Chemical etching works well, but only for thin, hard materials. Dot peening can also work, but the part needs to be fixed and the mark times are very slow.

For manufacturers looking to trace the entire life cycle of their parts, direct part marking has become the new standard. The medical industry is one of the biggest consumers of this technology right now, using it to facilitate the reliable identification of individual parts of equipment in the form of data-matrix codes, barcodes, and human readable alphanumerics.

The government is also requiring more stringent tracking of parts throughout their lifecycle. The FDA published the UDI final rule in 2013, which forced the hand of many manufacturers across a variety of industries. This rule is intended to make part recalls easier and make it easier to place blame on the correct sources of malfunctioning parts.

Laser Marking Machine Working Principle – Pros and Cons

Whether you’re looking for a laser marking machine in China or searching for a laser marking machine catalogue for a new piece of equipment to put in your factory, there are both pros and cons to this technology.

While there are many more pros than cons to laser marking machine technology, the cons should not be ignored. The mains ones are the safety shielding required, and the high up-front capital cost of the marking equipment itself.

On the other hand, the pros of this technology include:

  • Highest Mark Quality
  • No Post Processing
  • Wide Variety of Markable Materials
  • High Marking Speed
  • Non-contact Process
  • Good Standoff Distance
  • Very Flexible Mark, Can Do Data Codes, Text, and Graphics
  • Simple Integration
  • Dynamically Sized Marks
  • Zero Mark Consumables

As you can see, the pros far outweigh the cons. Especially if you’re willing to invest in the upfront cost of a laser part marking machine, this clean and fast marking technology will rapidly displace your old equipment. Thanks to the improvements in its environmental profile, the very low cost of ownership, and flexible and easy automation, laser part marking technology is making it really hard for manufacturers to continue on using their old, outdated equipment.

There are a variety of laser marking choices you can pick from, including carbon dioxide, neodymium vanadate, ultraviolet, green, and ytterbium-doped fiber. Each of these marking systems uses the same basic design, however. The laser of the machine is steered along by mirrors which are mounted directly on the galvo motors. Each mirror uses a single axis to move along, and this process is used to create the mark.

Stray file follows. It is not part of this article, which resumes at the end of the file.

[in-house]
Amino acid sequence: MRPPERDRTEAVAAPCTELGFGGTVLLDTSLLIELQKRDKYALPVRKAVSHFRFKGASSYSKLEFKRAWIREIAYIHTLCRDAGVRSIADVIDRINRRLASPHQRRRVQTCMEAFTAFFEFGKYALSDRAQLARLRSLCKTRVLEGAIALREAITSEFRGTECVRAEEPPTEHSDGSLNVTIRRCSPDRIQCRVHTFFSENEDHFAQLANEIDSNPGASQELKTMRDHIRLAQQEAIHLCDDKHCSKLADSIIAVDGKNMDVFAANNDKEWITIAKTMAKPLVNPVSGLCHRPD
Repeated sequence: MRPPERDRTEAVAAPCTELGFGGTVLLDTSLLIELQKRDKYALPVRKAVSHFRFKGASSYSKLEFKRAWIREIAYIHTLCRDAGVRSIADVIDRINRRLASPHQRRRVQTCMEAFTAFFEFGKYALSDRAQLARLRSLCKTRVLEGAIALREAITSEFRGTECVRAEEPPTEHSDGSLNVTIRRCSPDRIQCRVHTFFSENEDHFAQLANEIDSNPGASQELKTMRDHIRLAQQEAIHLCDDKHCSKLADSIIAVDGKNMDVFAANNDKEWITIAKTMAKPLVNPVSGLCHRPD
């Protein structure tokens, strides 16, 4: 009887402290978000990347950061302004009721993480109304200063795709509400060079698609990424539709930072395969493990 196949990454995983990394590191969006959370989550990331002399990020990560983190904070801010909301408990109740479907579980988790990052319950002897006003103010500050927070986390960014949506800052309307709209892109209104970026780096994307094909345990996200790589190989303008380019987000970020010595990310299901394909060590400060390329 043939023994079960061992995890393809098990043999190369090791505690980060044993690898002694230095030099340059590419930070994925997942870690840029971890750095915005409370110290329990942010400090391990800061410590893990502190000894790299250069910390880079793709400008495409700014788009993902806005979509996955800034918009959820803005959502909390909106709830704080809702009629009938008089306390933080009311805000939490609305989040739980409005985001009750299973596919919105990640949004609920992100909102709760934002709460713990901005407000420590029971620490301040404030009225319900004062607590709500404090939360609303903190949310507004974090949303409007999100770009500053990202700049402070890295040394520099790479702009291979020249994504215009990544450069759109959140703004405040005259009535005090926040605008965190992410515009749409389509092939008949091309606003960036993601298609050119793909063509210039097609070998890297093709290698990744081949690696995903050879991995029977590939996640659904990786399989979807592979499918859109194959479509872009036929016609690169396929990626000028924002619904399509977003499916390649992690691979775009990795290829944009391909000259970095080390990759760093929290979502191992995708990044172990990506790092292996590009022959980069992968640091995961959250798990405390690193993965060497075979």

The galvos are moved along very quickly with almost no inertia so they can create their marks at an insanely fast speed. The actual laser beam itself is projected through an F-Theta lens which puts out a focus all the way across the mark plane.

Take Everything into Account When Making Your Decision

As you can see by now, there are many different things to take into consideration when choosing your very own laser part marking machine. The laser marking machine parts you need on your machine might differ from someone else’s machine, and vice versa.

Assuming you want the best mark possible, you’ll need to account for factors like your beam quality, software, galvanometer, beam steering, multi or single-mode lasers, mark resolution, gantry, and wavelength among others.

The new, more stringent regulations on part identification combined with the increased personal need for more efficient part identification has made laser part marking machines a necessity for most manufacturing plants.

Although the initial cost of such a machine can be steep, plant owners are almost sure to recoup their losses within a short period of time. This is due to the increased level of efficiency in the part marking process, with laser part markers able to get the process done in a fraction of the time.

If you’re looking to save yourself money in the long run, while simultaneously making your production process more efficient and able to comply with government standards, buying a laser part marking machine is a no-brainer.

As long you take into account the factors we’ve discussed today, you’ll be well on your way to improving your part marking process and tightening up your entire production process across the board.